(a film review by Mark R. Leeper)

CAPSULE: Cindy Kline is a filmmaker fascinated by her parents' dysfunctional marriage. In a previous film, TIL DEATH DO US PART (1998, a 20-minute short), she interviewed her parents trying to get to the core of what made their relationship so rocky. Later following the death of her father she could get more from her mother about their problems. Now she can tell a more complete story in PHYLLIS AND HAROLD. Ironically, what she tells us of her parents and what we can see are diametrically opposed. Cindy's conclusions are directly at odds with the evidence on the screen, and the entire story is surprisingly compelling for such a modest effort. Rating: +1 (-4 to +4) or 6/10

Over the years when she was growing up, Cindy Kline and her sister Ricky were caught in the battles between her parents. Outwardly they seemed at one time an attractive couple. Harold's profession as a dentist allowed them to live very comfortably and to travel extensively throughout the world. They should have been an ideal pairing. But secretly and not so secretly they were in a constant state of conflict. Cindy interviews the two of them and tries to put some meaning onto the discord. The two seem opposites. Harold is quiet and at least in front of the camera is easy going. Phyllis is talkative and acerbic. From early in the film a pattern becomes clear. Phyllis's descriptions are punctuated with sharp verbal jabs at Harold. Harold stoically takes the abuse and gives none back.

For example, Phyllis will say Harold would send "what he considered love letters." Apparently they did not meet her high standards for what constitutes "love letters." Through the years she benefitted from being married to Harold, but usually escaped from any responsibilities as part of the relationship. In the early days when Harold was struggling financially, Phyllis spent weeks looking for a job and then quit the job she found after only one day. She has children by Harold, but then does not want to raise them herself and hires a nanny. For ten years Cindy was closer to the nanny than she was to Phyllis.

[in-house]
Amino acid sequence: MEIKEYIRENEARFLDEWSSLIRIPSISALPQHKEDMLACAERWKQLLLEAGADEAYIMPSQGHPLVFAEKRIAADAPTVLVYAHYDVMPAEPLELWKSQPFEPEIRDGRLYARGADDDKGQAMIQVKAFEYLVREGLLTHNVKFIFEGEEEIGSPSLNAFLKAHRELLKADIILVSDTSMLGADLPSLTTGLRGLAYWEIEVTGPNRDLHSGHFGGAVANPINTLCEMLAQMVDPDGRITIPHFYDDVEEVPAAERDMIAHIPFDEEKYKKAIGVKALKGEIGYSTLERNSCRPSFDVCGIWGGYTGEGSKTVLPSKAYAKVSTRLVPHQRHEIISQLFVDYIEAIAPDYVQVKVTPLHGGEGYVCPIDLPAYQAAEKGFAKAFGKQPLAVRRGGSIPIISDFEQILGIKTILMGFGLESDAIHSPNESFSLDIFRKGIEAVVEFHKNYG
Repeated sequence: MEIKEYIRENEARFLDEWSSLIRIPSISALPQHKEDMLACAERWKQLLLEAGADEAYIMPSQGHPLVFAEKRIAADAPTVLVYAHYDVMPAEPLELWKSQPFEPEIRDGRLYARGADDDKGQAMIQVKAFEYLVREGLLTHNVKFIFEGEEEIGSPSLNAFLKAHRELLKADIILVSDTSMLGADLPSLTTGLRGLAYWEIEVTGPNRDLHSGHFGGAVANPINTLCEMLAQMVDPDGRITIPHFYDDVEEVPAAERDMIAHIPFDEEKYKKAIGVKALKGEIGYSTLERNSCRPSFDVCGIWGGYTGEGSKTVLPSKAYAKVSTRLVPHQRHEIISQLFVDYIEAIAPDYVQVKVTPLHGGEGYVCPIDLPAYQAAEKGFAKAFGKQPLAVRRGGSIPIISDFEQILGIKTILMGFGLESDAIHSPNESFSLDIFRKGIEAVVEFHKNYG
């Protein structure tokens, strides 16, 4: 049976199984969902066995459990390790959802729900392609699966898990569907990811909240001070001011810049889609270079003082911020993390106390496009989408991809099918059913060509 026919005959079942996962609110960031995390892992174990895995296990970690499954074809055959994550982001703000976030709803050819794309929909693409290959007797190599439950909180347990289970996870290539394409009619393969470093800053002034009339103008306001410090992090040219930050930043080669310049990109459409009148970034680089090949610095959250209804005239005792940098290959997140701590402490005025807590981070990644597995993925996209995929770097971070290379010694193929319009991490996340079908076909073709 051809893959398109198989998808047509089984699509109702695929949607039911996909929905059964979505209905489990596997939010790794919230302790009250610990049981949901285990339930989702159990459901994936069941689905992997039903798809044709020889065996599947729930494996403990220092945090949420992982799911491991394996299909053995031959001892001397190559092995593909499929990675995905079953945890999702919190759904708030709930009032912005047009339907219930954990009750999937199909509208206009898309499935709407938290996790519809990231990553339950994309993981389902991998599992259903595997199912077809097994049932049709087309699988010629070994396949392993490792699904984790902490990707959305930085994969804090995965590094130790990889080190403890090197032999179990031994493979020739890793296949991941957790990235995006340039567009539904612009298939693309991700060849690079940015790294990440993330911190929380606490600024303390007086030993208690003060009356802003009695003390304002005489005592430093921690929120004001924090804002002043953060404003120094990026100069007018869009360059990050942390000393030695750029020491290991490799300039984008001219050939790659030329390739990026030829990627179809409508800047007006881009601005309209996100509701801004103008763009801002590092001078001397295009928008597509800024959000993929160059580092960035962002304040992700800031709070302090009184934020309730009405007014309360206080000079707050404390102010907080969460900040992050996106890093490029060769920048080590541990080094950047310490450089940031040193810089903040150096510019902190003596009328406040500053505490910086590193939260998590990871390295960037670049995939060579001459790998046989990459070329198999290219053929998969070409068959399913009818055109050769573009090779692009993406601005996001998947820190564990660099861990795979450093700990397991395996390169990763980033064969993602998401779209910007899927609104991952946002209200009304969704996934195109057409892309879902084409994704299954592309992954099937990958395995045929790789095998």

In the interviews Phyllis complains about Harold's supposed bad behavior and his faults. Harold says nothing about Phyllis that is not sympathetic. He is proud of his accomplishments, his investments, and how he can provide for his family. He is a simple man and something of a romantic, supporting his wife and ignoring the digs.

The film takes some twists. Apparently Phyllis had an affair with a married man with whom she is still in love. The daughters tell her she should have followed her love without much consideration to what it would have done to their family, especially their father. Little incidents boil up from the past. Cindy as a young girl sees a baby and her mother has to tell her that babies do not stay cute for long and they grow into ugly teenagers. Phyllis throughout is domineering and self-obsessed. Even as Cindy makes the film she seems unable to see how destructive Phyllis was. If Harold has a similar negative side, we see little of it in the film. He may be clumsy, but he is a romantic.

The film has the uneven style that might be expected of an inexperience filmmaker. We get some makeshift animation that may be intended to lighten the tone. It is mostly of the photographic style that Terry Gilliam would use for the early Monty Python episodes. Somehow it seems like it belongs in another, perhaps lighter, film. Some of the sound recording is crudely done and a little hard to understand. Some of the scenes go on too long without giving us new information. The use of home movies intercut with the scenes of the present are a familiar touch and the home movies could have been better chosen, but they give a feel for the time period of the narrative.

Cindy Klein give us a picture of herself as a woman who grew up in a household that had the assumption that it is the husband's responsibility to make the wife happy, but not the reverse. She seems unaware that she maintains that prejudice throughout the film, and it may reflect badly on her, but it gives the film its interest. I rate PHYLLIS AND HAROLD a +1 on the -4 to +4 scale or 6/10.

Film Credits:

					Mark R. Leeper
					Copyright 2010 Mark R. Leeper